Making Patches from Surf Event T-Shirt Art

T-shirts from events are always fun to collect. I’ve got a closet full of them, and have worn many out to the point where they’re ripped, stained, or nearly disintegrated by washing. Because I love the memories attached to these shirts, or the really good artwork painted on them, I get sentimental and keep them out of wearing rotation before the image is gone and put them in a storage pile in my closet. Just like a lot of people, I always imagined making a handmade, beautiful, keepsake quilt from these shirts.
Problem is, I HATE quilting.
Secondly, really, it’s a pain to keep the whole shirt around when it’s unwearable anyway. When it comes down to it, I just want the image on the back or the front- I don’t want to have to worry about cutting each t-shirt image out to a certain dimension to make a quilt square so it matches the others. Takes too long, and with knits, it’s hard to get a consistent dimension on the cut anyway to make all of the squares match up. So I decided that I’d make patches out of these images that I can put wherever I want, whenever. I don’t have to wait to have a whole quilt’s worth of surf event art images.
For an example, I got out a shirt I got in an award goody bag at a paddleboard race at Ponce Inlet, Florida back in 2007. I have a Bark 14′ paddleboard, and I think the logo is unique and pretty cool. The t-shirt, however, has seen better days, and is pretty out of shape.

My paddleboard t-shirt

Now, as you can see, the shirt was printed on a plain white knit tee with black ink. For those of you who know me, know I can’t leave well enough alone, so I’d thought I’d doodle on the image with some fabric markers that permanently mark on fabric and will not fade in the wash. So, be careful with these so you don’t mark up stuff you don’t want to. For this image, I added some color and the Event Name and Year since it wasn’t on this goody bag prize.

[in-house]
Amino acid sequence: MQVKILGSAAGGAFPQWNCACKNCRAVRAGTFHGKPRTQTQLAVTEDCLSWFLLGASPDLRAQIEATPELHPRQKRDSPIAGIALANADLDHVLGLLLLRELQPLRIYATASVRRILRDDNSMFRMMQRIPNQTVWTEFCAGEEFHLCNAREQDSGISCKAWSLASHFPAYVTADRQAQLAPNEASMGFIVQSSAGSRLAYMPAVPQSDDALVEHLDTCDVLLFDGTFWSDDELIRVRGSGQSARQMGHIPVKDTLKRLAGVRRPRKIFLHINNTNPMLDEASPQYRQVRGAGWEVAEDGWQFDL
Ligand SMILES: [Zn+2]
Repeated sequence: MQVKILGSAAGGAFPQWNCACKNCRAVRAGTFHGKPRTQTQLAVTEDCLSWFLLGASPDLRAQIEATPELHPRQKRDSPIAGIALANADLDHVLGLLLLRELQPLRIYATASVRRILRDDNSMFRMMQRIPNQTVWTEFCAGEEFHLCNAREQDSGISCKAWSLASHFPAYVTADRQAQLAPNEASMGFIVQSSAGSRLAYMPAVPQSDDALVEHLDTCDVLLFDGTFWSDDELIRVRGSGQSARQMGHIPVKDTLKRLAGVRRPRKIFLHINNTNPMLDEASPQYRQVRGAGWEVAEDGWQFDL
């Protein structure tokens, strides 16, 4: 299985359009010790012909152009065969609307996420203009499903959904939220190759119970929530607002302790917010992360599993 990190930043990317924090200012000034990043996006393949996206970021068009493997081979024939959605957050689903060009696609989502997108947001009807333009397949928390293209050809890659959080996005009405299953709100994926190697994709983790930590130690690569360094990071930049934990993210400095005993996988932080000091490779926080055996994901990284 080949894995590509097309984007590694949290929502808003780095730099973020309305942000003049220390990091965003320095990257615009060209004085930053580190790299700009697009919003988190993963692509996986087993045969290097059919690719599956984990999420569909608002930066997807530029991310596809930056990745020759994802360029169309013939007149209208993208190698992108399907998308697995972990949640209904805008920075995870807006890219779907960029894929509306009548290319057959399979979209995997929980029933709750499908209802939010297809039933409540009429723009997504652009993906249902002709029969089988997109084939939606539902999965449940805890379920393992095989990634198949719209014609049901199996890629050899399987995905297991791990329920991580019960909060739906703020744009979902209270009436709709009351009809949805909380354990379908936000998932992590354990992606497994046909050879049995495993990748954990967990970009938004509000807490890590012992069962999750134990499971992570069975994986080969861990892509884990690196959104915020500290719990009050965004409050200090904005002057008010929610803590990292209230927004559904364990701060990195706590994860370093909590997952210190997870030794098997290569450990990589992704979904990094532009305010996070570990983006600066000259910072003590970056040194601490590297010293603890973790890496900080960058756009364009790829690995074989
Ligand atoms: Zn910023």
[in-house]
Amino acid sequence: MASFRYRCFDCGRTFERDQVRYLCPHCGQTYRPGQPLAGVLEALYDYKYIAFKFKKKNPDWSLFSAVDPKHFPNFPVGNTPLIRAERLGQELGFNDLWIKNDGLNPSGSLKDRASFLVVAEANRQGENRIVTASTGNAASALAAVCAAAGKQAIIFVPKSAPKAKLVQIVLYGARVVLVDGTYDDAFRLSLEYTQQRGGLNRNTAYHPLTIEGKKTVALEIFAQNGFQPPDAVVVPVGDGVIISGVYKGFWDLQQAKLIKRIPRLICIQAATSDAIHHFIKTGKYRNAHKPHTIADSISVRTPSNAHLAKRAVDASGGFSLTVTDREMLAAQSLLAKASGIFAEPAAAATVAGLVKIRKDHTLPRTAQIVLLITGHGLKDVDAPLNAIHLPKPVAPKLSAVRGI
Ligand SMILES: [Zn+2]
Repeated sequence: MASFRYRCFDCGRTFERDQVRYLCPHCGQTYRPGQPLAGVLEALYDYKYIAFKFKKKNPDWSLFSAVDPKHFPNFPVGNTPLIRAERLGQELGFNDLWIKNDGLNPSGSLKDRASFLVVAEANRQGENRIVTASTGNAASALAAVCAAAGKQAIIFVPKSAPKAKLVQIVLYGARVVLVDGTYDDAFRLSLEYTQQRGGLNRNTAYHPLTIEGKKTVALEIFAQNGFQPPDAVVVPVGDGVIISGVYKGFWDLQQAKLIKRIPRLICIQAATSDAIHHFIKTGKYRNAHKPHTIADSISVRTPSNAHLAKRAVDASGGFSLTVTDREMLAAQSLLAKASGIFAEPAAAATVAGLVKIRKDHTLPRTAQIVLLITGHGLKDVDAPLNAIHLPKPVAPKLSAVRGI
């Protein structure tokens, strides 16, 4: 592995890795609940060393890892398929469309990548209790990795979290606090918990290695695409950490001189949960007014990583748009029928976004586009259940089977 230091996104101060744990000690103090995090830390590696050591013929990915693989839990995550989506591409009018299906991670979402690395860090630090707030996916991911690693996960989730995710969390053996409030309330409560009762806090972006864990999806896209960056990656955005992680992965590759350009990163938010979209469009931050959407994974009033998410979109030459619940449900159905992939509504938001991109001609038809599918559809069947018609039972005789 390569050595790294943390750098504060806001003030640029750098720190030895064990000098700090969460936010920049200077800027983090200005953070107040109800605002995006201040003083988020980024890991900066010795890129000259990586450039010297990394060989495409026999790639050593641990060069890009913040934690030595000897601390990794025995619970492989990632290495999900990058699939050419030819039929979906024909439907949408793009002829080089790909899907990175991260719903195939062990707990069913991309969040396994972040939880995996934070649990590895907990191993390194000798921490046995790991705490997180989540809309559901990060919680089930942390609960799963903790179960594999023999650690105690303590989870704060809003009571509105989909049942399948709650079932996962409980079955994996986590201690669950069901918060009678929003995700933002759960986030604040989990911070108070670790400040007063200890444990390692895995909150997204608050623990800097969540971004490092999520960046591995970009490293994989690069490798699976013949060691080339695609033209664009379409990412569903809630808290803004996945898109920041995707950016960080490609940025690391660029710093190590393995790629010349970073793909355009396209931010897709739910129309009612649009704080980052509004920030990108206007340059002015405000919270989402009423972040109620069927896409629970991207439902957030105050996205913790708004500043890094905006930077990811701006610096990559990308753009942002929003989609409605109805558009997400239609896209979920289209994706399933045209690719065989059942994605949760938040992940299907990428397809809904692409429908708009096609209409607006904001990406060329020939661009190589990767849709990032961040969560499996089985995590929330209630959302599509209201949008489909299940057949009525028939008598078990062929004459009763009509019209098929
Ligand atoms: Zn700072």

Fabric Markers
All ruined.

Next, I rough cut the back of the shirt around the logo, leaving a lot of slop around the image for errors. I kept the rest of the t-shirt cloth as a rag for other woodworking crafts and cleaning, which is better than using papertowels.
I love this stuff called Steam A Seam 2, that you can pick up at any fabric store. I don’t know of another company that makes it, but it’s essentially a double sided material that allows you to adhere one piece of fabric onto another without sewing, like making a patch. These sheets come in 8 1/2 by 11″ sheets, so you may need to butt more than one sheet against each other on the backside of the image to make your patch.
These sheets are double sided stick, which means they have backing on the front and back of the sheet. Take your t-shirt image, flip it UPSIDE DOWN (we are putting the adhesive on the back) and peel of only ONE side of the Steam A Seam sheet and press the sticky side to the back of the knit piece. It will stay in place temporarily:

Getting ready to put the sheet on the back of the Bark image

I had to use a whole sheet plus a little piece to cover the entire backside of the image. I set my iron to high and steam, and pressed the sheet (which still has backing) on the knit cloth. DON’T rub the iron back and forth- you need to press with the iron, lift the iron up, and press in a different spot. Make sure you don’t stay on a spot too long, but make sure you get the edges ironed well. Let the piece cool off fully.

Ironing the double sided adhesive onto the back of the image

When you’re finished, cut out the image however you want. You may want to cut it out as a square, freeform, etc. I cut mine out right around the heart logo. If I left the backing on, I could store it as a patch to put on anything whenever I was ready. I could iron it onto a pillowcase, board bag, another t-shirt, etc. I decided to put mine onto a fleece blanket I already had.
To prepare the patch, I peeled of the second backing:

Taking the backing off of the patch

I applied this to my much-washed fleece blanket, following the directions on the Steam A Seam package. I set my iron on high and steam, not dragging the iron across the patch, and I used another piece of the t-shirt as I ironed over the patch so I wouldn’t scorch the image. If you make sure to iron the edges of the patch really well, you don’t have to sew around the edge, but I may anyway. The patch is permanently ironed onto the blanket and can be washed. I can add patches along the way, as I feel like it, or just leave the one on it. The best thing is, I didn’t have to quilt, and it took about 5 minutes to put on the blanket.
Here it is in the surf-themed guest room:

Freakin’ Home and Gardens shot.
Color’s scheme’s off, but so what?

If you do the blanket thing, like I did, you can keep adding patches like a Surfing Boy Scout, or Girl Scout in my case. Some of you may be Surfing Eagle Scouts already…I’m still in the Brownie troop.

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